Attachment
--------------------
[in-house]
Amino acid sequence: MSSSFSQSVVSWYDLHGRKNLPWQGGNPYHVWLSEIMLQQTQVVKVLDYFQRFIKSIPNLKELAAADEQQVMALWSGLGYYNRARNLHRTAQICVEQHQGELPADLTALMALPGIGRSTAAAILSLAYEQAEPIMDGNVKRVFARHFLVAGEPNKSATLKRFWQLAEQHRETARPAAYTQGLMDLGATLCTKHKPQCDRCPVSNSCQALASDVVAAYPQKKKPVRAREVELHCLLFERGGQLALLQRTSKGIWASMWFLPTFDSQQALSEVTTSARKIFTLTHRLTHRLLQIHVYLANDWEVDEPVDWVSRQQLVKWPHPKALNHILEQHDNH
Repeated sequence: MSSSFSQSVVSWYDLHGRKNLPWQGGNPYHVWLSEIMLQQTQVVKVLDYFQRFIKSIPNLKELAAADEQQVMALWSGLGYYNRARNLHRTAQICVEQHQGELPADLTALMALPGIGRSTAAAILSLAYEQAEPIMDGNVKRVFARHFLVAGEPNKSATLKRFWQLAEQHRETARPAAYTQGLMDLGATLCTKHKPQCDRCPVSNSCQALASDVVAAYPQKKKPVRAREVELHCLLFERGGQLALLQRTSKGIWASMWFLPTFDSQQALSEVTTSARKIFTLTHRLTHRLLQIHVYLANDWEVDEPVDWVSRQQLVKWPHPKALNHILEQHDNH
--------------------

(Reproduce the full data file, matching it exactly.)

[in-house]
Amino acid sequence: MSSSFSQSVVSWYDLHGRKNLPWQGGNPYHVWLSEIMLQQTQVVKVLDYFQRFIKSIPNLKELAAADEQQVMALWSGLGYYNRARNLHRTAQICVEQHQGELPADLTALMALPGIGRSTAAAILSLAYEQAEPIMDGNVKRVFARHFLVAGEPNKSATLKRFWQLAEQHRETARPAAYTQGLMDLGATLCTKHKPQCDRCPVSNSCQALASDVVAAYPQKKKPVRAREVELHCLLFERGGQLALLQRTSKGIWASMWFLPTFDSQQALSEVTTSARKIFTLTHRLTHRLLQIHVYLANDWEVDEPVDWVSRQQLVKWPHPKALNHILEQHDNH
Repeated sequence: MSSSFSQSVVSWYDLHGRKNLPWQGGNPYHVWLSEIMLQQTQVVKVLDYFQRFIKSIPNLKELAAADEQQVMALWSGLGYYNRARNLHRTAQICVEQHQGELPADLTALMALPGIGRSTAAAILSLAYEQAEPIMDGNVKRVFARHFLVAGEPNKSATLKRFWQLAEQHRETARPAAYTQGLMDLGATLCTKHKPQCDRCPVSNSCQALASDVVAAYPQKKKPVRAREVELHCLLFERGGQLALLQRTSKGIWASMWFLPTFDSQQALSEVTTSARKIFTLTHRLTHRLLQIHVYLANDWEVDEPVDWVSRQQLVKWPHPKALNHILEQHDNH